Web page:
Still, over the past two years, applications have dropped by 10.3% at MIT Sloan. While this slump would raise red flags at most programs, MIT Sloan has managed to weather the downturn without a deterioration in acceptance rate or inputs. Notably, the program reports that it only accepted 11% of all applicants – a number that’s actually a point below the previous year. What’s more, this rate makes Sloan actually more selective in 2018-2019 than either Harvard Business School (12%) or the Wharton School (14.5%). By the same token, average GMAT scores only dipped by a point to 727 – which is still a five-point improvement over the Class of 2019. In addition, average undergraduate GPAs reached a high of 3.60, equaling both Chicago Booth and Northwestern Kellogg.

In addition, the percentage of women held steady at 42% in the 2021 Class – a rate that hasn’t changed in three years. That said, the percentage of international students continues to climb, going from 33% to 42% over the last three classes. This year, students hail from 54 countries, up from 49 last year. Overall, the number of students rose to 416 with the Class of 2021, up from 409 and 404 the previous two years respectively. At the same time, the school received 12.5 applications for every open seat, which continues to rank Sloan among the most selective business schools in the world.


Classroom lectire

Andres Paz-Ares, a mountain climber and investment banker from Spain, describes MIT Sloan as a “community where passionate people come together to change the world with revolutionary ideas and a collaborative mindset.” It is a think big and future-centric program custom-tailored for partnering, experimenting, and creating. That is the spirit of Sloan, no doubt. Still, the program has sparked certain myths. One is that Sloan is where you head to be a CTO not a CEO. That wasn’t the experience of Janelle Heslop, a 2019 P&Q Best & Brightest MBA who joined Amgen after graduation.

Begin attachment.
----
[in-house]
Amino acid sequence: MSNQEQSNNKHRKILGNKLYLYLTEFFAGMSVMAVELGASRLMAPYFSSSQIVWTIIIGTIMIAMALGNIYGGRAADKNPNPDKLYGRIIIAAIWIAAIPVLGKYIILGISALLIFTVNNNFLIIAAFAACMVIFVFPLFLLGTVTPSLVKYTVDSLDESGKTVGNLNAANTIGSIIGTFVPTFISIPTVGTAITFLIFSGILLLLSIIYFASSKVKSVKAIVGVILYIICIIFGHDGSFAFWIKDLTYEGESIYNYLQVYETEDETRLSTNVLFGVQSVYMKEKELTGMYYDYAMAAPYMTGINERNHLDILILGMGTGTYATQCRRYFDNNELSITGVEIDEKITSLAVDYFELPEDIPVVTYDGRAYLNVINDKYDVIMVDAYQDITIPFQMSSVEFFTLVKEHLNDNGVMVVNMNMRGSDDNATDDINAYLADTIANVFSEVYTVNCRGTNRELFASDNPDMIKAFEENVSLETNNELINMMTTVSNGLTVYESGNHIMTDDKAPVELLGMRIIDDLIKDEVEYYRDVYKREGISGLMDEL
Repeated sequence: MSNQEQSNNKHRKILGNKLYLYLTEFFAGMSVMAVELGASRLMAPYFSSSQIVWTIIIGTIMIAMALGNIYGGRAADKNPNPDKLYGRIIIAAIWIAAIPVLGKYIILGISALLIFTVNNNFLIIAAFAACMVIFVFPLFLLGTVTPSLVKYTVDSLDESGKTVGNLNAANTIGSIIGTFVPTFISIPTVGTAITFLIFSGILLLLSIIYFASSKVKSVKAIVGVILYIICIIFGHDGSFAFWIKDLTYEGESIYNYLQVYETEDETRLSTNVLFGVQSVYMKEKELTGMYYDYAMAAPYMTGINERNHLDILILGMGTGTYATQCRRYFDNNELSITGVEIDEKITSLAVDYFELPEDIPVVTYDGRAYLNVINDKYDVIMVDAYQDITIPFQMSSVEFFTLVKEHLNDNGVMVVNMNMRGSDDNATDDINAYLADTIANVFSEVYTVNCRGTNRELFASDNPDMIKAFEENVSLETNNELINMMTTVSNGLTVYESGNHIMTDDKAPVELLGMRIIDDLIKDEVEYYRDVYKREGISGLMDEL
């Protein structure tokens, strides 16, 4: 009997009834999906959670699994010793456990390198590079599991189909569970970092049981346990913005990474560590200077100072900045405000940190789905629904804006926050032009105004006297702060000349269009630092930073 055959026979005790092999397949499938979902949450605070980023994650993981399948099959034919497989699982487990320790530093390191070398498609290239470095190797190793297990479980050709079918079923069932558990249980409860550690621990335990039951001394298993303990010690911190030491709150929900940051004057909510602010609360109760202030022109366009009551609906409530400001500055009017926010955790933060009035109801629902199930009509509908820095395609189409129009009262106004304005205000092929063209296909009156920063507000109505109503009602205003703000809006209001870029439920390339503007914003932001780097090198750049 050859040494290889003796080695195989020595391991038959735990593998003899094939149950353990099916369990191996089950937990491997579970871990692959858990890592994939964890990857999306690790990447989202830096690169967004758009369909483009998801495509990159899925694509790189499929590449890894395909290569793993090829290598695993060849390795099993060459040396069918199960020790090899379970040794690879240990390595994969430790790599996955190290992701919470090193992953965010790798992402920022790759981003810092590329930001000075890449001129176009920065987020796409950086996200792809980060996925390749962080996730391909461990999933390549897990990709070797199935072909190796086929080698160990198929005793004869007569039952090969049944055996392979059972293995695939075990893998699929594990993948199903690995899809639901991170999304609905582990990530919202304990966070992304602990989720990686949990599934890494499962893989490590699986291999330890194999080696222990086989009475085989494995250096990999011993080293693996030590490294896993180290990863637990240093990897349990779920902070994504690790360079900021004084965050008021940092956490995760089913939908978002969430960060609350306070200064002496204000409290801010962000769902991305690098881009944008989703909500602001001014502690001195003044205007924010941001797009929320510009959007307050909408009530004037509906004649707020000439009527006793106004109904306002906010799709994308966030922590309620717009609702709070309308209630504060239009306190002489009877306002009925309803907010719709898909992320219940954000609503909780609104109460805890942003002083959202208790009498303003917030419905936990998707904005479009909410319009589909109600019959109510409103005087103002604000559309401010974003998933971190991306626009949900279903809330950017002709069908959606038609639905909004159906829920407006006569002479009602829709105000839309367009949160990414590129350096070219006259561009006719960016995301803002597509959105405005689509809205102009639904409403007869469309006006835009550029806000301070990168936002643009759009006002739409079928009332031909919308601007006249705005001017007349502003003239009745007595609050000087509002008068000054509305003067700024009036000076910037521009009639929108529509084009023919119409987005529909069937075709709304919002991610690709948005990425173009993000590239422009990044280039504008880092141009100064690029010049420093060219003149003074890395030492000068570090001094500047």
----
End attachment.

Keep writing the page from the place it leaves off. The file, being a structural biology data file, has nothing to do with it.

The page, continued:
“There are so many talented entrepreneurs, founders, innovators, self-starters, and brilliant business-people at Sloan,” she writes. “We may skew towards more analytical and perhaps technical backgrounds because that is one of the core tenants of our program – being analytical and data-driven – but it is not the case that Sloan is a fast track towards technical leadership. Quite the opposite in fact!”

Another myth: The program is too skewed towards the technical. Faina Rozental, a 2019 P&Q MBA To Watch, cracks that a day won’t go by at Sloan “without hearing the words “machine learning,” “AI,” and “Blockchain.” Then again, she adds, MBAs will find a community at MIT Sloan that fits whatever interests they hold. That’s exactly what her classmate, Eilon Shalev, found during his two years in the program.

“Technology is an important and integral part at MIT Sloan,” writes the 2019 P&Q Best & Brightest MBA.

“Yet, MIT Sloan offers so much more. Sustainability, operations, strategy, general management, entrepreneurship, finance, leadership, healthcare, marketing, these and many other topics are very palpable on campus. There are so many terrific classes for every domain, and I believe that MIT Sloan is a fantastic business school for many types of business practices and career paths.”

That’s certainly how MIT Sloan’s academic peers view the program. In a 2018 survey of deans and faculty leaders by U.S. News & World Report, MIT Sloan ranked in the Top 20 for nearly every academic specialization, including 1st for operations and information systems and Top 5 for entrepreneurship, finance, and logistics. In Bloomberg Businessweek’s 2018 alumni survey, the program notched some of the highest scores among respondents in academics, innovation, and prestige. That academic excellence translates into cutting edge research, where the program ranks 4th according to The Financial Times. Best of all, MIT Sloan owns bragging rights in Boston, with 2018 graduates earning $161,355 in total pay – over a $1,000 more than their Harvard Business School peers (with 97.1% of grads landing jobs within three months of graduation to boot). Better still, MIT Sloan MBAs can expect a $135K increase in pay over their first five years according to the latest data from Forbes.

To access 12 in-depth profiles of 2021 Sloan MBA candidates, go to Page 4.